More than once I’ve seen skeptics say that if God was real, apologetics would be unnecessary. If God is really all-powerful, all-wise, and all-good, then he ought to be able to communicate his message clearly to all. He shouldn’t need fallible humans to come in and set the record straight.
If you think about it, this is just the ‘hiddenness of God’ objection in another skin. And from a Biblical perspective, it just isn’t true.
God has needed apologists even when he is obvious
For starters, in some sense, God has needed apologists from the very beginning. Think about it for a second. According to the first few chapters of Genesis, God made himself abundantly clear to Adam and Eve. They had no doubts about his existence. But the serpent came in and introduced suspicions regarding God’s character and his word. (Genesis 3:1-5)
While the serpent was tempting Eve, Adam failed to step up and give a defense against the lies that were coming at her. In a way, they both neglected to offer an apologetic against Satan’s misconstrual of the truth even though they had plenty of reasons to believe in God.
Fast-forward to Moses’ day. God delivered Israel from Egyptian bondage with ten plagues, and he parted the Red Sea for them. Then on top of that, God came down in his power and glory on Mt. Sinai to give them the Law. But shortly after Moses left them for a little while, they built and worshiped a golden calf and broke the very first commandment God gave them!
Moses had to remind Israel of how stupid their sin was and defend God’s Law. And later, when they refused to go into the land that God promised them, Caleb had to give a defense as to why rebelling against the Lord would be a dumb thing to do. (Numbers 14:6-9) He did this because Israel started questioning God’s character, stating that they were brought out into the wilderness to die. (Num 14:3)
Let’s fast-forward once more. Jesus came and performed all kinds of signs and miracles. John the Baptist, who earlier heralded his coming, began to have doubts while in prison. Jesus lovingly reminded John of his miracles and how he was fulfilling the messianic prophecies. (Luke 7:18-28)
The point is that even in the face of abundant evidence, people can still harbor doubts. They can still call into question God’s character and motives. So from a Biblical standpoint, it’s simply not true that God doesn’t need apologists. The evidence can be as plain as day, and people can still willingly question God’s motives or even hold onto distrustful doubts. One can question the goodness of God even if they have belief in God.
Plus, I’ve heard from multiple skeptics that even if the God of the Bible were obvious, they would refuse to worship him. For example, in a debate with Dr. Justin Bass, atheist activist and author Dan Barker said “Even if Jesus did exist, even if I agreed with [Dr. Bass] 100%, yep, he rose from the dead, yep, there’s a God, yep, I don’t deny any of that, does not mean that he is my Lord. If he did exist…I will go happily to hell. It would be worse of a hell for me to bow down before a Lord…regardless of the legend and historicity issue…Even if I agreed 100%, I would still reject that Being as a Lord of my life because I’m better than that…I cannot accept Jesus as Lord…You’re much more free to live and enjoy your life unshackled from the demands…” [Is Jesus Lord? Bible and Beer Consortium Debate, Ft Worth, Tx, 2015]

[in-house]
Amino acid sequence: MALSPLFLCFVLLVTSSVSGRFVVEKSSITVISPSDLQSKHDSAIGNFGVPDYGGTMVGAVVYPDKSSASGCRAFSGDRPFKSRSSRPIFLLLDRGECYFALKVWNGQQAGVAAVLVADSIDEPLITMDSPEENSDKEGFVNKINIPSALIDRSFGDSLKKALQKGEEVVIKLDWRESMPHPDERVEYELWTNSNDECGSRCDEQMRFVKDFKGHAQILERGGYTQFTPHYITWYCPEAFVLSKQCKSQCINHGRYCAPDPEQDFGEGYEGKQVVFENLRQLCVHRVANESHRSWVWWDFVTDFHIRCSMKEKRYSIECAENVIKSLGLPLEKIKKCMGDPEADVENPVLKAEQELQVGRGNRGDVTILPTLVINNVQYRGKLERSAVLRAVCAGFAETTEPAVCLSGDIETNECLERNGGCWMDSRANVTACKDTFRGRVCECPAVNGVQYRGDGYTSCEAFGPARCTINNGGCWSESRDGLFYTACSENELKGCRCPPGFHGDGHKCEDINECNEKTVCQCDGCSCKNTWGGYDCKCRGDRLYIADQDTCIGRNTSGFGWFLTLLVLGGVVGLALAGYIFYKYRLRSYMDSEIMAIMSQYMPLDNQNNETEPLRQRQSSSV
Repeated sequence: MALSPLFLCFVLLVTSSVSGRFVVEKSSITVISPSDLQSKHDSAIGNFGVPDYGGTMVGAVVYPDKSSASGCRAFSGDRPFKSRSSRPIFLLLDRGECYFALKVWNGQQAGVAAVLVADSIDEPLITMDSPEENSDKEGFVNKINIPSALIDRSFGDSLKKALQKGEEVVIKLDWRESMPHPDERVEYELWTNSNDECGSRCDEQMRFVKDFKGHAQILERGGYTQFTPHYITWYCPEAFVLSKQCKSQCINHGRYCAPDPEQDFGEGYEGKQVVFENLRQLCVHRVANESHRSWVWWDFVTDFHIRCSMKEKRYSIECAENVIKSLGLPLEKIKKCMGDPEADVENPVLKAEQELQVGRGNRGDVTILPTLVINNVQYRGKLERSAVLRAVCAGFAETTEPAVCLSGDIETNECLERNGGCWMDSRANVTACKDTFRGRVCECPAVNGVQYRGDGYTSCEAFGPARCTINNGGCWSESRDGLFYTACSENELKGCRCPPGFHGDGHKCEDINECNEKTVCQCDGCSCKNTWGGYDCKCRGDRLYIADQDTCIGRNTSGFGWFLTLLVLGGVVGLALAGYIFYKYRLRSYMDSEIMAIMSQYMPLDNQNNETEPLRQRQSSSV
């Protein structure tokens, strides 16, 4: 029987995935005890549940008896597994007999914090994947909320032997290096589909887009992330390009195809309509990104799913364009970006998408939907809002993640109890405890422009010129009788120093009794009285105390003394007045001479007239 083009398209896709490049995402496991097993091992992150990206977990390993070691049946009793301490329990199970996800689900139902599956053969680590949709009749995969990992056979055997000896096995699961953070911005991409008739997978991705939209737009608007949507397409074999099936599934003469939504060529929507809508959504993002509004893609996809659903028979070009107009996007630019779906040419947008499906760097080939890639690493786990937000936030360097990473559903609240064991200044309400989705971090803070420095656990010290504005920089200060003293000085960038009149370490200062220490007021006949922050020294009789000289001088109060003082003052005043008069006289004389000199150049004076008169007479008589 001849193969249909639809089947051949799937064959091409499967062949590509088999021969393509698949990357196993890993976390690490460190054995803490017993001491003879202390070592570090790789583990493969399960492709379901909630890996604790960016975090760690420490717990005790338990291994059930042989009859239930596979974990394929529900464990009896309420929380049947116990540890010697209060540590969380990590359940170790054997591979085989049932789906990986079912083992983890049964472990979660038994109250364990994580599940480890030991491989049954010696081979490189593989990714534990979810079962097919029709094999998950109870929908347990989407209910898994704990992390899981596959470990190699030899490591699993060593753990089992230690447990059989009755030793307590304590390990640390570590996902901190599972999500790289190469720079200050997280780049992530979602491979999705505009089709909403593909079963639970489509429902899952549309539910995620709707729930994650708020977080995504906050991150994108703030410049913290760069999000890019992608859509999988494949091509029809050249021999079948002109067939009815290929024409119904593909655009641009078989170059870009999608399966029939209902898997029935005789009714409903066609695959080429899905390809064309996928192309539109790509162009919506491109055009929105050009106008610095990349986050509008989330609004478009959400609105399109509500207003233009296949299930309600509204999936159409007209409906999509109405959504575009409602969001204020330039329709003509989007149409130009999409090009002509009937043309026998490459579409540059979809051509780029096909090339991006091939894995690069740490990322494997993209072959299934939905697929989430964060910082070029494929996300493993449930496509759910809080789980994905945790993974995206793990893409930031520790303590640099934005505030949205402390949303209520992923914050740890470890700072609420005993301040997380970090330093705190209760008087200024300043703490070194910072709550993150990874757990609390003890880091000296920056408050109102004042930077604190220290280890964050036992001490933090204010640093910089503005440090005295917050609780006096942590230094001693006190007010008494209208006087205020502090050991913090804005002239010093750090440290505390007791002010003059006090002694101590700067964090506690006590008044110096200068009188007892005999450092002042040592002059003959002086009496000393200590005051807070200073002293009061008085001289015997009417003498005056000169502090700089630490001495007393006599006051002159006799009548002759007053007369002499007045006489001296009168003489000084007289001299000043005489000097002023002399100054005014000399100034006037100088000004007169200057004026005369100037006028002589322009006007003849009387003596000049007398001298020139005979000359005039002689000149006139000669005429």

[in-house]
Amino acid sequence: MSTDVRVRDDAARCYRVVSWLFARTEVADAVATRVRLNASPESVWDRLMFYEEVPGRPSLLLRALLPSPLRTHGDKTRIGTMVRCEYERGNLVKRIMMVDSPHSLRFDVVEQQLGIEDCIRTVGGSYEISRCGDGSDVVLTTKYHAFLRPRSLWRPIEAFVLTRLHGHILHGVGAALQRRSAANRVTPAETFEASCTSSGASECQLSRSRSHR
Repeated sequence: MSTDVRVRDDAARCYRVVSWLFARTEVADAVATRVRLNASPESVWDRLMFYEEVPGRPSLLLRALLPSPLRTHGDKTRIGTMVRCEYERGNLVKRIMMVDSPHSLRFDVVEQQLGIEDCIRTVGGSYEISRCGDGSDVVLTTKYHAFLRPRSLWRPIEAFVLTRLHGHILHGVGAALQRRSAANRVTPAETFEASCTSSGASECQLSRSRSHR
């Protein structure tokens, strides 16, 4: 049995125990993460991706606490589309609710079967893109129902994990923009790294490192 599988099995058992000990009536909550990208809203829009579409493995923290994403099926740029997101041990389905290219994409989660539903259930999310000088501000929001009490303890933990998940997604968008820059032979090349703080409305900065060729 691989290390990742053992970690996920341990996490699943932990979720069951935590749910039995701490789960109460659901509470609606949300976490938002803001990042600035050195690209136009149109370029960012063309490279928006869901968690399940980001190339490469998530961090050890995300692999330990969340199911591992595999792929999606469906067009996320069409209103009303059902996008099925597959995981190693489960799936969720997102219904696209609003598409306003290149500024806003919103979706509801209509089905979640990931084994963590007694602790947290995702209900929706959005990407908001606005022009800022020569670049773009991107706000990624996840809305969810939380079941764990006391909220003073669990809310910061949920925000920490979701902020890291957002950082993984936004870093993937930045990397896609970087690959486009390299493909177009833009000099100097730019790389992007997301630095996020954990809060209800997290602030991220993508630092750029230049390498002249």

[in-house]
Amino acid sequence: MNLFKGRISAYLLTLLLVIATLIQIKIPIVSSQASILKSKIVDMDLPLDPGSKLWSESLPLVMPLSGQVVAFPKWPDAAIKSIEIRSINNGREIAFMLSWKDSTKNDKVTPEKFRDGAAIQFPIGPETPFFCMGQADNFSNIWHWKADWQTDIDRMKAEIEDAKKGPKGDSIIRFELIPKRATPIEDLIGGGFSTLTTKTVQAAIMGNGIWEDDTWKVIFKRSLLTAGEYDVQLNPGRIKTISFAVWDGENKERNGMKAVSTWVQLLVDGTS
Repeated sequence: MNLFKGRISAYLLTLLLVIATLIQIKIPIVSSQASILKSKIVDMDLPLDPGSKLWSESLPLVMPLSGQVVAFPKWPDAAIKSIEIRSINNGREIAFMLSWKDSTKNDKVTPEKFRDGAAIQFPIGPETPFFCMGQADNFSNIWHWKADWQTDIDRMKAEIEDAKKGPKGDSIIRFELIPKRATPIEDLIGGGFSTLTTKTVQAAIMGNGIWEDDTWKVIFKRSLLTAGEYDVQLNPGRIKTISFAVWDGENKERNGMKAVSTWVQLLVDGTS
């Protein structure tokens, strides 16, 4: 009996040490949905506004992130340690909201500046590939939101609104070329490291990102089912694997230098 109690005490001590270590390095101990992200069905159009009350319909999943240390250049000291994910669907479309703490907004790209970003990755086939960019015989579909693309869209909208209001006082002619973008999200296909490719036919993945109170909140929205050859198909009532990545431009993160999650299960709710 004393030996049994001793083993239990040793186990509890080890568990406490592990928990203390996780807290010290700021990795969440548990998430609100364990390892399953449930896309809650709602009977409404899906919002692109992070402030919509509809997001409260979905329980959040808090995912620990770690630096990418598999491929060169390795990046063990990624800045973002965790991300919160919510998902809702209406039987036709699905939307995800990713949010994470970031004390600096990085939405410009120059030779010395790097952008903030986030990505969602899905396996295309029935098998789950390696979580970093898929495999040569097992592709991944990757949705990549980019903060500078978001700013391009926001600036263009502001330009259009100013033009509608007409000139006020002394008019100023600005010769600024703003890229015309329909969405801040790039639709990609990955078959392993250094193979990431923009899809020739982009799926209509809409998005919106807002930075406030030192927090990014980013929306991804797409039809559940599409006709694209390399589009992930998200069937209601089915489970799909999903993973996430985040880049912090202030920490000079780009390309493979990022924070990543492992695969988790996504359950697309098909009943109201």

Atheists like Barker often will say that God’s immoral for allowing pain and suffering. Or they’ll say God is evil for the judgment of the Canaanites, or for threatening people with hellfire. Clearing up these misrepresentations of God’s character is one of the big reasons apologetics exists.
People can be skeptical about obvious things
Secondly, people can be skeptical about lots of things. Everyone is an apologist for something. For example, it’s clear to the majority of humans that cowardice isn’t something to be admired, that it’s wrong to betray those who love you, abusing children is wrong, and intellectual dishonesty will never be a virtue. Caring for orphans, widows, and loving your neighbor as yourself will always be morally good. That said, we still have people who will wax philosophical and try and convince you that moral values don’t really exist. There are moral realists (both theists and atheists) who have become apologists for moral facts.
And while we have plenty of evidence that vaccines work and are beneficial, we still have widespread vaccination skepticism. People distrust the medical industry, overestimate the likelihood of negative effects, and so on. With the rise in vaccination skepticism, we have had a rise in vaccine apologists. While we can imagine more evidence that vaccines are good, we have sufficient evidence and rational people should be able to change their mind in light of the facts.
Studying apologetics can make you a better person
Finally, I think that God likes the whole idea of apologetics. After all, he did command it. (1 Peter 3:15) Practicing apologetics refines a person’s character. If you love someone, you want to help them from not believing lies, and if you love God, you’ll want to defend his honor. Plus, learning apologetics helps a person to be able to think logically and critically, become a life-long learner in important disciplines like philosophy, science, or history, improve their communication skills, and a whole host of other benefits. These are all good skills that a good God would want for us to have. Proverbs 25:2 says “It is the glory of God to conceal things, but the glory of kings is to search things out.”
Therefore, this ‘if God were real, he wouldn’t need apologists’ objection doesn’t carry weight.
Erik is a Reasonable Faith Chapter Director located in Cedar Rapids, Iowa. He’s a former freelance baseball writer and the co-owner of a vintage and handmade decor business with his wife, Dawn. He is passionate about the intersection of apologetics and evangelism.